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Historic Summit Avenue Neighborhood
November 14, 2015 @ 12:00 pm - 1:30 pm
Traces of nineteenth-century history linger on the edges of the Summit Avenue neighborhood, but the greatest architectural legacy dates from the early twentieth-century. In 1898, industrialist siblings Ceasar and Moses Cone constructed a “magnificent boulevard” to ease transportation between their mills and the city center. Named “Summit Avenue” for its destination to the crossroads community of Brown Summit, the avenue was quickly occupied with grand homes with Queen Anne, Romanesque, Neoclassical, and Colonial Revival details.
Side streets branded with metropolitan names such as “Park Avenue” and “Fifth Avenue” were soon lined with homes occupied by engineers and mechanics employed by the mills. Their houses were designed in styles such as Craftsman Bungalows and Rectinlinear Foursquares. The entire neighborhood maintained its industrial affiliation throughout the twentieth-century until its ample and affordable residences were re-discovered by artists and educators in the 1980s. Since then, the neighborhood has seen a great deal of reinvestment and population growth.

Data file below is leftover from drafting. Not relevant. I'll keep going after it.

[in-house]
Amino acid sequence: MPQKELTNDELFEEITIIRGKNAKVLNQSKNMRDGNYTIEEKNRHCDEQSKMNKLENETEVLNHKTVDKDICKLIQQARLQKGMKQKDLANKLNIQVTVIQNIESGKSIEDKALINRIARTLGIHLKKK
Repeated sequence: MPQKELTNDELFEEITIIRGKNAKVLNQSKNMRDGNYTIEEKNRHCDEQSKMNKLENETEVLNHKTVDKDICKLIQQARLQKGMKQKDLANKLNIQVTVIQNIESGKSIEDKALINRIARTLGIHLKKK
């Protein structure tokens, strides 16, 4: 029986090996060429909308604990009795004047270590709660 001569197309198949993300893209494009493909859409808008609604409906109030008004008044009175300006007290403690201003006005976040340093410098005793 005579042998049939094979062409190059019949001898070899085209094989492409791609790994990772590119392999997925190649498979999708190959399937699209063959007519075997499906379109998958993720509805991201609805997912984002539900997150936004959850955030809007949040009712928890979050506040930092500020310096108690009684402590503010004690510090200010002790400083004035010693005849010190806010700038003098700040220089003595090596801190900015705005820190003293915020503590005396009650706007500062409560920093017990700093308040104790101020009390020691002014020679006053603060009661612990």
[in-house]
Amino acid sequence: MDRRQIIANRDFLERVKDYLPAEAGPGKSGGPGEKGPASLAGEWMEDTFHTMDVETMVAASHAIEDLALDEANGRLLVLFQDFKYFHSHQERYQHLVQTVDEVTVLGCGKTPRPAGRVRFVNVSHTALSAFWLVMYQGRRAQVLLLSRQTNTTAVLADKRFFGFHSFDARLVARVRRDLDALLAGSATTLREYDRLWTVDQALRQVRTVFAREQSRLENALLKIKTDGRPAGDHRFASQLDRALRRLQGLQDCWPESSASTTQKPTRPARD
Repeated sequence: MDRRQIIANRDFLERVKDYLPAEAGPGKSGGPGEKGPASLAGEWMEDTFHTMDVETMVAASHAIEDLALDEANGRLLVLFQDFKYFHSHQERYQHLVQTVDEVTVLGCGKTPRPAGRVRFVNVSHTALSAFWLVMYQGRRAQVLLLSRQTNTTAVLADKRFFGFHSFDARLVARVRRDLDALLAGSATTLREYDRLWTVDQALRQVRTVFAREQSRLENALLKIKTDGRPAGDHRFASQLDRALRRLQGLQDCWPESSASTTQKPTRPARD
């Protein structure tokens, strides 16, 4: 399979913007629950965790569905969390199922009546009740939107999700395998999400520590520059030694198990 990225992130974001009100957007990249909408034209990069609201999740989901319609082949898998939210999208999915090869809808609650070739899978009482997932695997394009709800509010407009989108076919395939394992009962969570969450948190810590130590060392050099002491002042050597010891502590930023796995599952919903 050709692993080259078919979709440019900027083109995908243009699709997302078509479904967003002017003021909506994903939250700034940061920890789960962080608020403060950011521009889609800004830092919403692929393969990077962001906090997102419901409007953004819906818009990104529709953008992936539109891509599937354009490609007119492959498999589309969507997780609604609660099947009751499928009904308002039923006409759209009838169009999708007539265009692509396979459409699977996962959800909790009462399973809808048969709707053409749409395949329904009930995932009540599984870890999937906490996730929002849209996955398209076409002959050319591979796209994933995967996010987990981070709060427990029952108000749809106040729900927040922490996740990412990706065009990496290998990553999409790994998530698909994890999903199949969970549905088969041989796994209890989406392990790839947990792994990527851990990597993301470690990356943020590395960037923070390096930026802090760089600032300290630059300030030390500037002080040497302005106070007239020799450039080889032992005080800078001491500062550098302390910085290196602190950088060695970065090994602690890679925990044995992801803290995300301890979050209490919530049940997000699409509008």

Preservation Greensboro’s urban guide Ryan Gray will provide insights and anecdotal stories about Ceasar and Moses Cone and other personalities that contributed to Summit Avenue’s recognition in 1984 as one of only three local historic districts in Greensboro. Tours will take an hour and a half depending on questions.
Meet in front of the Charles B. Aycock Middle School at 811 Cypress Street. Rain or shine, cancelled only if thunder is heard. Wear comfortable shoes!
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